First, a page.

Sleepmakeswaves: Love Of Cartography (Bird’s Robe)

Aussie instrumentalist post - rock crew make highly impressive return

Released Sep 4th, 2014 via Bird’s Robe / By Clementine Lloyd
Sleepmakeswaves: Love Of Cartography (Bird’s Robe) Sleepmakeswaves are back with their second studio album, and oh what a wait it has been. It was 2011 when Bearded first touched based with them in their homeland of Australia and yet, armed with such intelligent and mesmerizing arrangements in first record And So We Destroyed Everything, it wasn’t a question of if but when we would be hearing from them again. So here we are! And they do not disappoint.

It’s nice to hear that they have not shied away from their instrumental roots, that being somewhat of a USP in the current musical landscape. Opening with ‘Perfect Detonator’ perfectly sets up the balance of light and shade that informs the record. Taut and fresh, it is alive with movement from start to finish. As fluidity gives way to more brittle moments with math-core trimmings, the swaggering assuredness of its delivery is breathtaking. A fresh enigmatic break in the full pelt flow segues nicely into crescendo par excellence. Savvy and fluctuating, it invites you deeper into the rest of the album in a maniacal yet beguiling glint in its eye.

Step closer, for tracks like “The Great Nothern’ will hold your attention yet further. It is not minimalist, and yet it has this expansive quality. Cyclical hooks act as solid features in a gigantic landscape. The monolithic sounds rise and fall, tumbling over your head with a force that is hard to deny.

Rising yet more in industrial chapters with ‘Emergent’, you get the sense that there are three parts to play out. First tentative and awakening before moving into the punchier middle segment, fast paced and slick, the final chapter slams hard at you before ramping down towards the pensive final bars. The futuristic elements and elegant empathic tones frame a host of emotions.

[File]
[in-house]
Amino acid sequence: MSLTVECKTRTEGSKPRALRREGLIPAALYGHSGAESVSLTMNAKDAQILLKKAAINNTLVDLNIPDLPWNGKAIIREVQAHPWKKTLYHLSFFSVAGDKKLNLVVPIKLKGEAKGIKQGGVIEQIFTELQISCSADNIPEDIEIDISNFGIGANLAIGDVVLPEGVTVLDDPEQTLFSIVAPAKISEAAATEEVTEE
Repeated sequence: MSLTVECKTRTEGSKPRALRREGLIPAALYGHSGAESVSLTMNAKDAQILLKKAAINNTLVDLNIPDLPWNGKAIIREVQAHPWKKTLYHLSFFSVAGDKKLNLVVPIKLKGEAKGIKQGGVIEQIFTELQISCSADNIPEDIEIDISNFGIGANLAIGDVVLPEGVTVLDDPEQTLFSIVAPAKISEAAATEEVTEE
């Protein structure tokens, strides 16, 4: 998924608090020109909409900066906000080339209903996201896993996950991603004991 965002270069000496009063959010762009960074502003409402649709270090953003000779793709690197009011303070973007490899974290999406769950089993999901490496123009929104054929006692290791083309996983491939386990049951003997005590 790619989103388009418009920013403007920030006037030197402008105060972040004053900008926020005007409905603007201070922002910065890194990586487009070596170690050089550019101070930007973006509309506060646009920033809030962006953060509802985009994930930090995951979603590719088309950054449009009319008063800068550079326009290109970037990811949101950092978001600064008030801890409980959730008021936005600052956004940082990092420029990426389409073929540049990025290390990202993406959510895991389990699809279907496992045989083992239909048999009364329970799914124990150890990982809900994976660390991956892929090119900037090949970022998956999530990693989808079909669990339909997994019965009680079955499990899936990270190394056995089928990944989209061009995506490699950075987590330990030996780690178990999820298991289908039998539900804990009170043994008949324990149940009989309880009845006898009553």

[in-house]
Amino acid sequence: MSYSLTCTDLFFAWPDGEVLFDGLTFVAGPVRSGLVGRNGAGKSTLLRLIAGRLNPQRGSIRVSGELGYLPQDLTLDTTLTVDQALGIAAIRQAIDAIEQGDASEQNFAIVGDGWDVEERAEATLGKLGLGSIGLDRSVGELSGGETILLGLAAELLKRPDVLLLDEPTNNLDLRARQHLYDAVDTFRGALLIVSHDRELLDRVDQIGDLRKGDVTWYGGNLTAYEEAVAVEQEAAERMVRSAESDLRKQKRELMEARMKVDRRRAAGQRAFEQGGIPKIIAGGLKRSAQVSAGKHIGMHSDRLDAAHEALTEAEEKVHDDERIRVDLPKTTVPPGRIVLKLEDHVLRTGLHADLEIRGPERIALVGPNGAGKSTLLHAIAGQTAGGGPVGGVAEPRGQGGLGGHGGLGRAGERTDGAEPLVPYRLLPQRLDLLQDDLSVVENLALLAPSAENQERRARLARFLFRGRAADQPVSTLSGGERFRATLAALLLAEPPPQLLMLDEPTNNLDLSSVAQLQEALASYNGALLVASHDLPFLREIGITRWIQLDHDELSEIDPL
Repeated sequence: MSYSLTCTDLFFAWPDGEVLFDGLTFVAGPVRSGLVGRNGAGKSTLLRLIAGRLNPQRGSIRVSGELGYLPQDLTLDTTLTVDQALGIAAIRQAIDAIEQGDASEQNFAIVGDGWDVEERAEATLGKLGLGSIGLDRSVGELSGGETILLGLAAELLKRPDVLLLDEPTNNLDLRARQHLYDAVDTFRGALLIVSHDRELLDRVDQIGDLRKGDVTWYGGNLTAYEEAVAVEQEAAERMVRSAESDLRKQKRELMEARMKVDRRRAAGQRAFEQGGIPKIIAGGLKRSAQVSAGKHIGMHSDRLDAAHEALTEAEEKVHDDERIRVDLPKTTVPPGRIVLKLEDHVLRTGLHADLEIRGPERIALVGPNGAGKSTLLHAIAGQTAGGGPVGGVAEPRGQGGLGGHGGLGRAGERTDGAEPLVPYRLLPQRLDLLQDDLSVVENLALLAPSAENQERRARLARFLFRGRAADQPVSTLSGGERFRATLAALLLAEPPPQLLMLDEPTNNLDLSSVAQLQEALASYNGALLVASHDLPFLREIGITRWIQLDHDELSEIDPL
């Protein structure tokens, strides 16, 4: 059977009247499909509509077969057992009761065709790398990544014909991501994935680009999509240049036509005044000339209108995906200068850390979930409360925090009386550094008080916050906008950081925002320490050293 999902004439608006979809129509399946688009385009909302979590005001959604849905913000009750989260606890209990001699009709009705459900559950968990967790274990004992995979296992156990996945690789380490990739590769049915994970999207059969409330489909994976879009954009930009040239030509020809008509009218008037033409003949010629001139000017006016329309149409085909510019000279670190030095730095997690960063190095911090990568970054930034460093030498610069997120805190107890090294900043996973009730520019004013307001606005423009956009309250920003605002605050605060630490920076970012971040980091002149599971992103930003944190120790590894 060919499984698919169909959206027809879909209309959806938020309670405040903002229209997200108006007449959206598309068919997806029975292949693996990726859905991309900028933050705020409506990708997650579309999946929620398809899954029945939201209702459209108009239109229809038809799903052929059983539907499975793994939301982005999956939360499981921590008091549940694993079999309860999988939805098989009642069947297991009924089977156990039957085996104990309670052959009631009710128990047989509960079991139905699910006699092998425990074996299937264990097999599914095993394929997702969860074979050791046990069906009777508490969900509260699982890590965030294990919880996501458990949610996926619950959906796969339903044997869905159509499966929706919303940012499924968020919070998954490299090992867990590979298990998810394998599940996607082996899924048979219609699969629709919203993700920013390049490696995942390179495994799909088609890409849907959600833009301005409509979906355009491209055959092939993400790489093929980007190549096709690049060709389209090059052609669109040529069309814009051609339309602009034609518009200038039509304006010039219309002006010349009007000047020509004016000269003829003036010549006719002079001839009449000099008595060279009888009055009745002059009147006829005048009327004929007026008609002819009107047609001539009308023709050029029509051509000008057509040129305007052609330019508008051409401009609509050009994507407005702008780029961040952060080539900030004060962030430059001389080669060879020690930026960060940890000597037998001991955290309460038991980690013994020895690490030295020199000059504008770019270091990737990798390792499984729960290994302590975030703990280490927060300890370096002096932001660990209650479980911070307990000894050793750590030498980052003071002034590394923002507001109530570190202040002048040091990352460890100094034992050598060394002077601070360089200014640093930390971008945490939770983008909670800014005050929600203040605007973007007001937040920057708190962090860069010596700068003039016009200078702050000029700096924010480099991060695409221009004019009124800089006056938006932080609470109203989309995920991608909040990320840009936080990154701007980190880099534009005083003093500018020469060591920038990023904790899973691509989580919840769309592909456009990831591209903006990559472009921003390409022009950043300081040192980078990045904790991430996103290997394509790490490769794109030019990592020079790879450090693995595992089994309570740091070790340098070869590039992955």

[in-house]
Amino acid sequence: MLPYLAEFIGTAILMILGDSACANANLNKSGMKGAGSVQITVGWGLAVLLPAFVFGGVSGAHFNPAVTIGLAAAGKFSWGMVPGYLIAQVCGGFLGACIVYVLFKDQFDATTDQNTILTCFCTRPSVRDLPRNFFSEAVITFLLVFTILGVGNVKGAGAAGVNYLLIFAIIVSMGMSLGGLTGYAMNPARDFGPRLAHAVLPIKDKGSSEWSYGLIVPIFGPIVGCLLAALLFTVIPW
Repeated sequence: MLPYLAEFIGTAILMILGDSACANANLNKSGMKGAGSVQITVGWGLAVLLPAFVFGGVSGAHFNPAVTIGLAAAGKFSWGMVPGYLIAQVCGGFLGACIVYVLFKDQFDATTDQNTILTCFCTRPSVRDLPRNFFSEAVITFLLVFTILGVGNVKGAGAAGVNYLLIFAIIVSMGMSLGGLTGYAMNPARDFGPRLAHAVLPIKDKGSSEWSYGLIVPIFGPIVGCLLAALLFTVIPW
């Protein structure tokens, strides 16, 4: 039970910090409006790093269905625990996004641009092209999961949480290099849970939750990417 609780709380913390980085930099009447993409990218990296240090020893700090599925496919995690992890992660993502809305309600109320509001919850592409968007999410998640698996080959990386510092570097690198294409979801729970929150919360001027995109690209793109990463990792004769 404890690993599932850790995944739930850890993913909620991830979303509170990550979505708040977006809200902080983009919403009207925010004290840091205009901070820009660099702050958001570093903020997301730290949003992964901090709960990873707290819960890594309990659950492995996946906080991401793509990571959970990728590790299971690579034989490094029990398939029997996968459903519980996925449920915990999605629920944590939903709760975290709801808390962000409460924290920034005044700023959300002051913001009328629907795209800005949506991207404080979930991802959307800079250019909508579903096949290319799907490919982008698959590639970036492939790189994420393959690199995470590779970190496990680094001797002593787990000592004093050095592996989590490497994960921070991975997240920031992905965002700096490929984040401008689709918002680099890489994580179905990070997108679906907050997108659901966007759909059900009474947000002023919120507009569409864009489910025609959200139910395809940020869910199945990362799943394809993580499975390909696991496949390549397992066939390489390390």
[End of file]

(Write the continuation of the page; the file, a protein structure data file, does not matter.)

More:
And Sleepmakeswaves are oh so very good at this. Tapping into the arrangements they create to hit that sweet spot that drives the energy straight into the deepest recesses of your body, making you tingle with anticipation of the next few minutes. ‘Traced In Consellations’ holds the sublime riffs of a garage punk metal infusion, committing wholeheartedly to the momentum. The resultant entangled maelstrom of drums peal beautifully with more fragile riffs.

The real gem about these guys is that you’ll always be enamoured with the journey. No matter where the track starts or ends, there is this tremendous sense that you are going somewhere new. Facilitated by a myriad of smart musical techniques that keep you captivated at every progression, ‘How We Built The Ocean’ is at this pinnacle. It is smart, brittle and echoing, building to that signature wall of sound, dropping through to a finale of stripped back strings that lilt to a gentle outro. Intelligent design is built into every moment.

It isn’t all big bold sound though. There is the capacity built within to step back, to hold still and study. ‘A Little Spark’ is deeply ambient, simulating a sort of cosmic calm before the combustive energy that creates the big bang. Waves of white noise echoing through the air push you out and in, leaving a hazy halo.

Ending with ‘Your Time Will Come Again’ the tone is reflective, with slow strummed high notes alternating with minimal bass notes. The encroaching keys and staccato beat herald the warm relaxed tone of massive Massive Attack’s ‘Teardrop’. It has a glossy feel, smooth and inviting. That sudden wall of sound is a wave that keeps breaking speeding you into their infectious path of energy. A knowing nod of “It ain’t over ‘til its over”.

This record is a well-oiled machine. In a world devoid of lyrics, the centrepiece becomes the arrangements and how they speak to you. It de-clutters, and allows for the band to arrange a space in which you can focus and navigate in any way you want. With Sleepmakeswaves there is much to feast on, for even the hungriest of musical explorers. It could even be better than their debut album! Maybe we’ll give the record a few more runs through, just to be sure…